Red Cross Says Blood Shortage Is Worst in a Decade

The American Red Cross is pleading for donors as it grapples with its worst blood shortage in more than a decade.

The shortage poses a risk to patient care because doctors are forced to make decisions about which patients receive blood transfusions and which ones must wait until more blood becomes available, the Red Cross said in a statement.

The organization supplies 40% of the nation’s blood supply, but has had to limit blood product distributions to hospitals, and some hospitals may not receive 1 in 4 blood products they need.

Blood cannot be manufactured or stockpiled and is only available through volunteer donors. In recent weeks, there’s been less than a one-day supply of critical blood types, according to the Red Cross.

The agency cited a number of factors behind the blood shortage crisis.

There’s been a 10% decrease in overall blood donations since March 2020, and a 62% drop in college and high school blood drives due to the pandemic. Student donors accounted for about 25% of donors in 2019, but for just 10% during the pandemic.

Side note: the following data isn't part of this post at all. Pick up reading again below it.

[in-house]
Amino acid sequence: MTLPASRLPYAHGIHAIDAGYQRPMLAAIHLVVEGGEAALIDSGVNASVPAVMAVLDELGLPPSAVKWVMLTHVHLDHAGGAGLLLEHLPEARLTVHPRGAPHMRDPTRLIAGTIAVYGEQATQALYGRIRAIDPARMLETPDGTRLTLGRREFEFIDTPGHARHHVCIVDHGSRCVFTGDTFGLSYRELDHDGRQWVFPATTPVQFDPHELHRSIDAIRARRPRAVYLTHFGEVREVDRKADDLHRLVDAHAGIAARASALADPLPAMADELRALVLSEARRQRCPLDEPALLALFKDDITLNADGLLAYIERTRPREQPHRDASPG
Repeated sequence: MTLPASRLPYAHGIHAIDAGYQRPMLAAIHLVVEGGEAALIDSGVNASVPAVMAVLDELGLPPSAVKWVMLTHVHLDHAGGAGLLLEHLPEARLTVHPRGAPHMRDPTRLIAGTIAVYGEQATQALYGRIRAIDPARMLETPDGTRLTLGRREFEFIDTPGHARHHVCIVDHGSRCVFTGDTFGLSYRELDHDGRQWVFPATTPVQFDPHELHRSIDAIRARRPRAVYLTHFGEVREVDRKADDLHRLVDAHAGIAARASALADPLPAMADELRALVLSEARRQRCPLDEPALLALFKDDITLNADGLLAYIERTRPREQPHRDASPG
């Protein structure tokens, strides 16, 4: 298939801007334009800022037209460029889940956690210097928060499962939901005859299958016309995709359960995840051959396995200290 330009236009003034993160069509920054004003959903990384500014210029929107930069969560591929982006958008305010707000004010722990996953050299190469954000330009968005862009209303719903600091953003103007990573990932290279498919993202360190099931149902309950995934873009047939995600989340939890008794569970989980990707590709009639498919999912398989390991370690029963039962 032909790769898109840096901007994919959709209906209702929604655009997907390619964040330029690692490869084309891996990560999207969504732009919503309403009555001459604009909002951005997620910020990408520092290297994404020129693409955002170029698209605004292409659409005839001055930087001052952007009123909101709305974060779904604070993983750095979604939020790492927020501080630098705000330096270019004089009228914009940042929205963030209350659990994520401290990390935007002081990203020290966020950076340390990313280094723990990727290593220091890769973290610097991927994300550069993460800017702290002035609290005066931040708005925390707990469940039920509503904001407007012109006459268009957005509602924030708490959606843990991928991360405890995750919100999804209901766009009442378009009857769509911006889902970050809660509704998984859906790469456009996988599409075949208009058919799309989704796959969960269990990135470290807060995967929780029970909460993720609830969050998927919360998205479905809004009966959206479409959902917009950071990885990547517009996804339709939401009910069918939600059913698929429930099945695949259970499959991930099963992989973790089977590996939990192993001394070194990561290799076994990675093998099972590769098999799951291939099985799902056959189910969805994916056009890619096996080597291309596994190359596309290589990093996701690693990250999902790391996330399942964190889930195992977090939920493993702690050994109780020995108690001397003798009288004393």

Not only that, but there are ongoing blood drive cancellations due to illness, weather-related closures and staffing shortages.

Other factors include a surge of COVID-19 cases and an active flu season, according to the organization.

“At a time when many businesses and organizations across the country are experiencing pandemic challenges, the Red Cross is no different. We are all learning how to live in this new environment, how we spend our time, where we work, how we give back, how we make a difference in the lives of others — donating blood must continue to be part of it,” the agency said.

More information

Here’s where to go to find a blood drive near you.

SOURCE: American Red Cross, news release

Source: HealthDay

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